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"This book examines the political economy of violence in the Rio de Janeiro favela of Rocinha. Based on over two years of research and residence in the community, it offers an ethnographic account of how entangled forms of violence become essential forces shaping everyday social relations in the favela. The first part of the book shows how armed actors--drug traffickers and police--use spectacle to perform power. Yet despite the prevalence of physical violence, the favela has itself become a valuable global brand, consumed in disembodied fashion through media and in embodied fashion through tourism. Exploring media and favela tourism, the second part of the book demonstrates how the social relationships that arise from ongoing favela violence have a direct relationship to the market economy"--Provided by publisher.

Working Cures

Author : Sharla M. Fett
ISBN : 080785378X
Genre : Medical
File Size : 62. 10 MB
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Working Cures explores black health under slavery showing how herbalism, conjuring, midwifery and other African American healing practices became arts of resistance in the antebellum South and invoked conflicts.

Bodysnatchers

Author : Suzie Lennox
ISBN : 9781473866560
Genre : True Crime
File Size : 64. 2 MB
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In this chilling history of the bodysnatching trade, the stories of Britain's lesser known Resurrection Men are told. Here are the stories of the men who robbed graves during the winter months of 1742 - 1832, selling fresh cadavers to anatomists up and down the country all in aid of medical advancement. The murders of Burke and Hare often dominate the macabre tales of bodysnatching, but the stories of Henry Gillies, William Patrick and Joseph Grainger are all just as gruesome. Stories involving medical students and anatomists are retold as we discover the cases that have become hidden in history. Anatomy schools, short of fresh cadavers for dissection would pay high prices for corpses, asking no questions about their origins. This resulted in the criminal underworld of the ‘Sack ‘em up Men’ or bodysnatchers, which spread fear and horror throughout the United Kingdom. It’s time to discover these lesser known stories about Britain’s often forgotten history.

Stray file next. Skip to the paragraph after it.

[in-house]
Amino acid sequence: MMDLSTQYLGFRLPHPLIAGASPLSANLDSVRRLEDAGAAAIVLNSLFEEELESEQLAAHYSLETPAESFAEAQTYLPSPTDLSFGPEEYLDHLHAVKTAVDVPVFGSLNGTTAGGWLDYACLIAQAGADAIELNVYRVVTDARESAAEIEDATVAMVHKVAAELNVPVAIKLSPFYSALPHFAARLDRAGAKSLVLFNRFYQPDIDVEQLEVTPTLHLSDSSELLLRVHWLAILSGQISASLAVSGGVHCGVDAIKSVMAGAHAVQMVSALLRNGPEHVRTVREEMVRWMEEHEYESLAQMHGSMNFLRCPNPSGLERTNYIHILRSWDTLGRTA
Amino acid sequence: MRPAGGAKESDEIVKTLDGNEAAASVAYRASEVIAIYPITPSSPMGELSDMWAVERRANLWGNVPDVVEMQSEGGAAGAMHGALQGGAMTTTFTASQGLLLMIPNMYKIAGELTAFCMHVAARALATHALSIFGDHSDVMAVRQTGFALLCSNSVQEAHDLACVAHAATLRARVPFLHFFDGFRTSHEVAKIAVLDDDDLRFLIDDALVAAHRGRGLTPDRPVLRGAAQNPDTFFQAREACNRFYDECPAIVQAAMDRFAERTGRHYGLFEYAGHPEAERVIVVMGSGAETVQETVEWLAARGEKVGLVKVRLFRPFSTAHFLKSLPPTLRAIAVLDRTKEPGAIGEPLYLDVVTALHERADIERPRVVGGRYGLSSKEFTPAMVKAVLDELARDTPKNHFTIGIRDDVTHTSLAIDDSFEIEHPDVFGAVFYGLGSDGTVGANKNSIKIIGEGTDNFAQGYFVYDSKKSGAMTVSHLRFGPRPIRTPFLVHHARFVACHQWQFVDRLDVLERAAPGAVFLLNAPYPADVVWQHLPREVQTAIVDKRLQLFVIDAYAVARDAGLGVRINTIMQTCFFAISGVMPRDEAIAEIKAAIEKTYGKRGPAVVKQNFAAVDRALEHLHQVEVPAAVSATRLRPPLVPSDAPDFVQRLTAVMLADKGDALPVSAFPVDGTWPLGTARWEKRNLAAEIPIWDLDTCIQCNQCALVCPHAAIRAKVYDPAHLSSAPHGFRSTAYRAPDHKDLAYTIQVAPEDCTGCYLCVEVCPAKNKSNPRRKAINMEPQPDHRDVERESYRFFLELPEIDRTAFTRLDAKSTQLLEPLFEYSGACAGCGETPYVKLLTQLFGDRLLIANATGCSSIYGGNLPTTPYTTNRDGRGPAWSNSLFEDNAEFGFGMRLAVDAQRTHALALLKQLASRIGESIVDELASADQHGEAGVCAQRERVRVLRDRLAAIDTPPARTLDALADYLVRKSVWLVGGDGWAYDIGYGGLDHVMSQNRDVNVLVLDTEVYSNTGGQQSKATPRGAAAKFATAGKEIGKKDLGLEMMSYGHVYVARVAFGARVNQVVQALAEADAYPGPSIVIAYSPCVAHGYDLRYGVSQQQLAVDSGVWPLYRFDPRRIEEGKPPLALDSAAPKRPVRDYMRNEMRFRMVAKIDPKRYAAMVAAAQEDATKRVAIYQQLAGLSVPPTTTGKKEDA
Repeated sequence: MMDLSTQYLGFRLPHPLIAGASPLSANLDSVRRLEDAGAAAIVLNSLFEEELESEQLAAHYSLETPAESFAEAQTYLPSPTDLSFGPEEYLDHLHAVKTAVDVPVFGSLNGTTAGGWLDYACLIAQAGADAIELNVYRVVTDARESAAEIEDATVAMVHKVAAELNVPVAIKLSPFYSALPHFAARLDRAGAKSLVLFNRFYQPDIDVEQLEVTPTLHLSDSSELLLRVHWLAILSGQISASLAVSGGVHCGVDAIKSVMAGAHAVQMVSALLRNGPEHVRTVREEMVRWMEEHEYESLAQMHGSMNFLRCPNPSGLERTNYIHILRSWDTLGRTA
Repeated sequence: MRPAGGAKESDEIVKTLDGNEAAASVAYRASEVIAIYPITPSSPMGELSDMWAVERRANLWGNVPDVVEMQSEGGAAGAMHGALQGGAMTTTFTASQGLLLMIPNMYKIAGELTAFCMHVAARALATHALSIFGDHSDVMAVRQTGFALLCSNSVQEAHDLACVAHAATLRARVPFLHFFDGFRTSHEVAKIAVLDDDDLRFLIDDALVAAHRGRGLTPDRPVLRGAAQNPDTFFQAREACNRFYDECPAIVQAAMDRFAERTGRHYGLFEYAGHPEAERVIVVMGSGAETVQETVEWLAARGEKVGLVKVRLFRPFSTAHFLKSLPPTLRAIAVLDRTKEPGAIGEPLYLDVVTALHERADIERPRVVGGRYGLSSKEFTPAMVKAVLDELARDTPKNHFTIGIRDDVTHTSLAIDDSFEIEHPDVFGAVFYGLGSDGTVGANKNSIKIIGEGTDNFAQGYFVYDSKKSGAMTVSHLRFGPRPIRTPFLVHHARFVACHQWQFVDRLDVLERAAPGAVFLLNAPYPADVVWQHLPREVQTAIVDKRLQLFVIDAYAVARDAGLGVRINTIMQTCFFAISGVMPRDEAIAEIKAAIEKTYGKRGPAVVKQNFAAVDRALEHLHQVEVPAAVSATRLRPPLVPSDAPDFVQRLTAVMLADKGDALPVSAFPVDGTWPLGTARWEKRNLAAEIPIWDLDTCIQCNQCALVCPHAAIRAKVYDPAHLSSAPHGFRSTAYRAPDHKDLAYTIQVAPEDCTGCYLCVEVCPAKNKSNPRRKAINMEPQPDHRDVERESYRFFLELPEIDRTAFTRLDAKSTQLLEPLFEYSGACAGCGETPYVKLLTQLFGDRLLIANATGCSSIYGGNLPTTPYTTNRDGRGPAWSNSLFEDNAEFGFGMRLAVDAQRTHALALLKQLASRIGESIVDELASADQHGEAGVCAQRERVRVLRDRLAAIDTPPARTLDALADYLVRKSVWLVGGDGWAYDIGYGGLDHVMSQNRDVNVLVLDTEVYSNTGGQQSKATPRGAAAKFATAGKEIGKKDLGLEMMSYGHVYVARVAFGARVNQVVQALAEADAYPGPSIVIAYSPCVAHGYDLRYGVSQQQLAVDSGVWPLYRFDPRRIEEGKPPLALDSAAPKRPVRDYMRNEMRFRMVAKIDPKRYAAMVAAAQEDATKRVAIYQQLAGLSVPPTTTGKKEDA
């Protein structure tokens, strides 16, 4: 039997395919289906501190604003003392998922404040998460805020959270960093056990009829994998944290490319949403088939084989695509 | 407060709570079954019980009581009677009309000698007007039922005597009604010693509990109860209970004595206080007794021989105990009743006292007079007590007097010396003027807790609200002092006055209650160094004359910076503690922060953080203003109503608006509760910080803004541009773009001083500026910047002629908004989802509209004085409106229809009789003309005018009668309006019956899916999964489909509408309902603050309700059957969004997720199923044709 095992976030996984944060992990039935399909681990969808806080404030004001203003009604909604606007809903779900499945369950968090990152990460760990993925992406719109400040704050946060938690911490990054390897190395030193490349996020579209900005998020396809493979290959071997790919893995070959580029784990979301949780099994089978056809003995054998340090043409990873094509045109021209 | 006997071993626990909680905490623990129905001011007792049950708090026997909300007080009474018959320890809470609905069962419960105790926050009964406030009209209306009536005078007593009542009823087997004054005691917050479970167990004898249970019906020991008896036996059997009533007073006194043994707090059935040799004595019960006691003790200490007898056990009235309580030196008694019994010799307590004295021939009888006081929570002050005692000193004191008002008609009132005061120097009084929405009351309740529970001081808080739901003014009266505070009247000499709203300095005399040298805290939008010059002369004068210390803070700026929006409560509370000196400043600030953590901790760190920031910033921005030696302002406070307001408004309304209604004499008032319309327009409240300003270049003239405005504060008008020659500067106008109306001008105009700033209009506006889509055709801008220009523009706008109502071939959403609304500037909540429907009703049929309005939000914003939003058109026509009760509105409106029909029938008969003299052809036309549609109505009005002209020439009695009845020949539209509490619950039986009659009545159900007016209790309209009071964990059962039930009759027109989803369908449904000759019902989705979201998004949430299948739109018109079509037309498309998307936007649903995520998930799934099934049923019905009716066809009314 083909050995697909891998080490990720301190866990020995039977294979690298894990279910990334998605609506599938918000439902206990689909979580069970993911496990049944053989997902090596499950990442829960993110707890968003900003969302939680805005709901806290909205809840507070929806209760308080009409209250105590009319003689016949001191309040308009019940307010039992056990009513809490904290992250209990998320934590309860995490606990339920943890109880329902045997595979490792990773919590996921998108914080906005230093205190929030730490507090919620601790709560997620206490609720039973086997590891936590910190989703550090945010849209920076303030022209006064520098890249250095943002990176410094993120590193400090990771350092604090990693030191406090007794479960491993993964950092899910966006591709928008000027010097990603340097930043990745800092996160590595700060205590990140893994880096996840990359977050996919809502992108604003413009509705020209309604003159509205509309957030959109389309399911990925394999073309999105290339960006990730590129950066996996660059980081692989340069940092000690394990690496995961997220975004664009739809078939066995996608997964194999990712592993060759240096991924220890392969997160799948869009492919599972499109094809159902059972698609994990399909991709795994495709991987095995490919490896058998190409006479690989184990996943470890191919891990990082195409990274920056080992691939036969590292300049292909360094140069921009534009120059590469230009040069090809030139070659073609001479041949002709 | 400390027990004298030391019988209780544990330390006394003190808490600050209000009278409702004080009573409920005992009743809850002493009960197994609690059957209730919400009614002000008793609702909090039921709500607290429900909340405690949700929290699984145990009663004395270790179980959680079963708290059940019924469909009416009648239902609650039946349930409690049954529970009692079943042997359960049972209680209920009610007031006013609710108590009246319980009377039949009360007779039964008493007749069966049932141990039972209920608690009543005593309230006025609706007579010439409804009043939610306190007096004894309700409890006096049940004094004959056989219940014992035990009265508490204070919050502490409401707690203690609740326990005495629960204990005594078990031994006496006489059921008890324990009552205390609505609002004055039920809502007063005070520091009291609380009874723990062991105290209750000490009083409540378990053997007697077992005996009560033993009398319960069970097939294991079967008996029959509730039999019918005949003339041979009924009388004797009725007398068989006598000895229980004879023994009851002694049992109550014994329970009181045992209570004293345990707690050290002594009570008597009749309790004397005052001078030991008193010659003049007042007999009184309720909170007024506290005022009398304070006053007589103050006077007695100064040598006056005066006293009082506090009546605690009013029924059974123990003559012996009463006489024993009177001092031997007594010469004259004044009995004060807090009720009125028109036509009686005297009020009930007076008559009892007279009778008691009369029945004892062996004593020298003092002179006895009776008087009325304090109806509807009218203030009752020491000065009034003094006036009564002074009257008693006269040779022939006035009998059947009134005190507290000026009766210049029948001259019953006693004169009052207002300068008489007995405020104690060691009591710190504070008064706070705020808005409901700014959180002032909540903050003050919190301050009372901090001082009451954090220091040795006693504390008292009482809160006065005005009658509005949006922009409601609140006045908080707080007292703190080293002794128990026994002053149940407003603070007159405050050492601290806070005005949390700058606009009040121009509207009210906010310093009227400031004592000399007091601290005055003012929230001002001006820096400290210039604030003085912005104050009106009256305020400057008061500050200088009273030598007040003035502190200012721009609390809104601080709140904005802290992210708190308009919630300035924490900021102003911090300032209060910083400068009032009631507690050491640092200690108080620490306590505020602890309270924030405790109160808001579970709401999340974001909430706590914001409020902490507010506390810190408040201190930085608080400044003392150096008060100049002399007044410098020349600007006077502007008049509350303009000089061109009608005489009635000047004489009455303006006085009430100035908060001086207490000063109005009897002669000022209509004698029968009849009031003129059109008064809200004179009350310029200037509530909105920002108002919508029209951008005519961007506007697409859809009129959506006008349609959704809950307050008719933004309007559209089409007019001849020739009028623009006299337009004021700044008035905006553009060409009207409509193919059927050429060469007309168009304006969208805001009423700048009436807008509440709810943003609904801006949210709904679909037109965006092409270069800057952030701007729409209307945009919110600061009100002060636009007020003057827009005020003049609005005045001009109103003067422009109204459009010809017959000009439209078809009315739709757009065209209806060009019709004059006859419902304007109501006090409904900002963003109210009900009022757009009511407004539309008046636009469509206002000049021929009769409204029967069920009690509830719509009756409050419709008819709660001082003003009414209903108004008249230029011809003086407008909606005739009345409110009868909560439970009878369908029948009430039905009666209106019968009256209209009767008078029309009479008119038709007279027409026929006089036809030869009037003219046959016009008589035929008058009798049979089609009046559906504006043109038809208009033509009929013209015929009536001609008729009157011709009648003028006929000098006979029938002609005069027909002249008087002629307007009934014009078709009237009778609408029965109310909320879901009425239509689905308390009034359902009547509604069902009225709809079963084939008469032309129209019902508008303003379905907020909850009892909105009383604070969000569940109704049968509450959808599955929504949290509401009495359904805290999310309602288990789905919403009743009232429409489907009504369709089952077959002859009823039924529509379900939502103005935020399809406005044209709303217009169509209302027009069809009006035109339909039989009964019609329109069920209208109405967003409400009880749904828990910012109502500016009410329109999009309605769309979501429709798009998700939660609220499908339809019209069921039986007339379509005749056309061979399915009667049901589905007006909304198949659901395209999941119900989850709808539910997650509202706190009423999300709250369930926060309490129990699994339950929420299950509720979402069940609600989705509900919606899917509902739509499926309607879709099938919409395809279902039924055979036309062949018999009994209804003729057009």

Transforming Therapy

Author : Whitney L. Duncan
ISBN : 0826521975
Genre : Medical
File Size : 52. 10 MB
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Oaxaca, an unexpected site of the transnational spread of psychological and psychiatric ways of knowing and working upon the self

Window On Humanity A Concise Introduction To General Anthropology

Author : Conrad Phillip Kottak
ISBN : 1259818438
Genre : Social Science
File Size : 31. 63 MB
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Written by a prominent scholar in the field, Conrad Phillip Kottak, this concise, student-friendly, current introduction to general anthropology carefully balances coverage of core topics and contemporary changes in the field. New to this edition, Connect Anthropology offers a variety of learning tools and activities to make learning more engaging for students and teaching more efficient for instructors. Window on Humanity is a perfect match for general anthropology courses that use readings or ethnographies along with a main text.

Blood Oranges

Author : Timothy P. Bowman
ISBN : 9781623494148
Genre : History
File Size : 33. 49 MB
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Blood Oranges traces the origins and legacy of racial differences between Anglo Americans and ethnic Mexicans (Mexican nationals and Mexican Americans) in the South Texas borderlands in the twentieth century. Author Tim Bowman uncovers a complex web of historical circumstances that caused ethnic Mexicans in the region to rank among the poorest, least educated, and unhealthiest demographic in the country. The key to this development, Bowman finds, was a “modern colonization movement,” a process that had its roots in the Mexican-American war of the nineteenth century but reached its culmination in the twentieth century. South Texas, in Bowman’s words, became an “internal economy just inside of the US-Mexico border.” Beginning in the twentieth century, Anglo Americans consciously transformed the region from that of a culturally “Mexican” space, with an economy based on cattle, into one dominated by commercial agriculture focused on citrus and winter vegetables. As Anglos gained political and economic control in the region, they also consolidated their power along racial lines with laws and customs not unlike the “Jim Crow” system of southern segregation. Bowman argues that the Mexican labor class was thus transformed into a marginalized racial caste, the legacy of which remained in place even as large-scale agribusiness cemented its hold on the regional economy later in the century. Blood Oranges stands to be a major contribution to the history of South Texas and borderland studies alike.